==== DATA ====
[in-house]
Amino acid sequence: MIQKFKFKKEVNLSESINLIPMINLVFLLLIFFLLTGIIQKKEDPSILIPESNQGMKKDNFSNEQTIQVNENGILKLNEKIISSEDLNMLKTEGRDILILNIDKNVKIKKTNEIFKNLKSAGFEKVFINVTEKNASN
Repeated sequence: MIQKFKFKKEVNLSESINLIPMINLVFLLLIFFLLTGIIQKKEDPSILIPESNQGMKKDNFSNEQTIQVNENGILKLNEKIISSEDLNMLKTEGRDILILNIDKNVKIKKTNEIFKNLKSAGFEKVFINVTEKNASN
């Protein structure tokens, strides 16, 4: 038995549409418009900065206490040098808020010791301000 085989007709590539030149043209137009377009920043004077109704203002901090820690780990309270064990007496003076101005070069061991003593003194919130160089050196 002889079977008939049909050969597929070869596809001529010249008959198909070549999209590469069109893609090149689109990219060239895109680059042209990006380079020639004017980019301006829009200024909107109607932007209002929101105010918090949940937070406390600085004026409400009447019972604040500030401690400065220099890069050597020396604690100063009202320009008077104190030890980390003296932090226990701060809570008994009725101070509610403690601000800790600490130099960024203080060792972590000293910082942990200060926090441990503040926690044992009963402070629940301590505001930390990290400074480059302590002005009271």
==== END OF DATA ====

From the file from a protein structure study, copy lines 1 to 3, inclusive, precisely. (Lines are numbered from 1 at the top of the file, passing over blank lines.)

[in-house]
Amino acid sequence: MIQKFKFKKEVNLSESINLIPMINLVFLLLIFFLLTGIIQKKEDPSILIPESNQGMKKDNFSNEQTIQVNENGILKLNEKIISSEDLNMLKTEGRDILILNIDKNVKIKKTNEIFKNLKSAGFEKVFINVTEKNASN
Repeated sequence: MIQKFKFKKEVNLSESINLIPMINLVFLLLIFFLLTGIIQKKEDPSILIPESNQGMKKDNFSNEQTIQVNENGILKLNEKIISSEDLNMLKTEGRDILILNIDKNVKIKKTNEIFKNLKSAGFEKVFINVTEKNASN